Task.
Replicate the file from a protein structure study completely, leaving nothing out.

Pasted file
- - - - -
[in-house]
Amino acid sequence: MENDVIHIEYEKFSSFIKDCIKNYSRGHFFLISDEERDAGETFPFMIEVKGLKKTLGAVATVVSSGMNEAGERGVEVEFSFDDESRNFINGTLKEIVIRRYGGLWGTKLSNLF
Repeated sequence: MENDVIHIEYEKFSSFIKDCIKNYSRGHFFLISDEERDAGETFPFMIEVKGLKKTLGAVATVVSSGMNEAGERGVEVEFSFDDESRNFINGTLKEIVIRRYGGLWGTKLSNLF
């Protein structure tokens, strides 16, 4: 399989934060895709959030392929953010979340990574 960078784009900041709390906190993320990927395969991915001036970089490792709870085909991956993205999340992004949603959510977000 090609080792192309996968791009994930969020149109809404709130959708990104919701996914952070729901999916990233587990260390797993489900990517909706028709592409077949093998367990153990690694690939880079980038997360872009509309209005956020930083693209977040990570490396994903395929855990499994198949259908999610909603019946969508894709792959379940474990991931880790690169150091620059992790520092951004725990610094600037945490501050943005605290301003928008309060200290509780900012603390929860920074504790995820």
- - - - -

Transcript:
[in-house]
Amino acid sequence: MENDVIHIEYEKFSSFIKDCIKNYSRGHFFLISDEERDAGETFPFMIEVKGLKKTLGAVATVVSSGMNEAGERGVEVEFSFDDESRNFINGTLKEIVIRRYGGLWGTKLSNLF
Repeated sequence: MENDVIHIEYEKFSSFIKDCIKNYSRGHFFLISDEERDAGETFPFMIEVKGLKKTLGAVATVVSSGMNEAGERGVEVEFSFDDESRNFINGTLKEIVIRRYGGLWGTKLSNLF
């Protein structure tokens, strides 16, 4: 399989934060895709959030392929953010979340990574 960078784009900041709390906190993320990927395969991915001036970089490792709870085909991956993205999340992004949603959510977000 090609080792192309996968791009994930969020149109809404709130959708990104919701996914952070729901999916990233587990260390797993489900990517909706028709592409077949093998367990153990690694690939880079980038997360872009509309209005956020930083693209977040990570490396994903395929855990499994198949259908999610909603019946969508894709792959379940474990991931880790690169150091620059992790520092951004725990610094600037945490501050943005605290301003928008309060200290509780900012603390929860920074504790995820």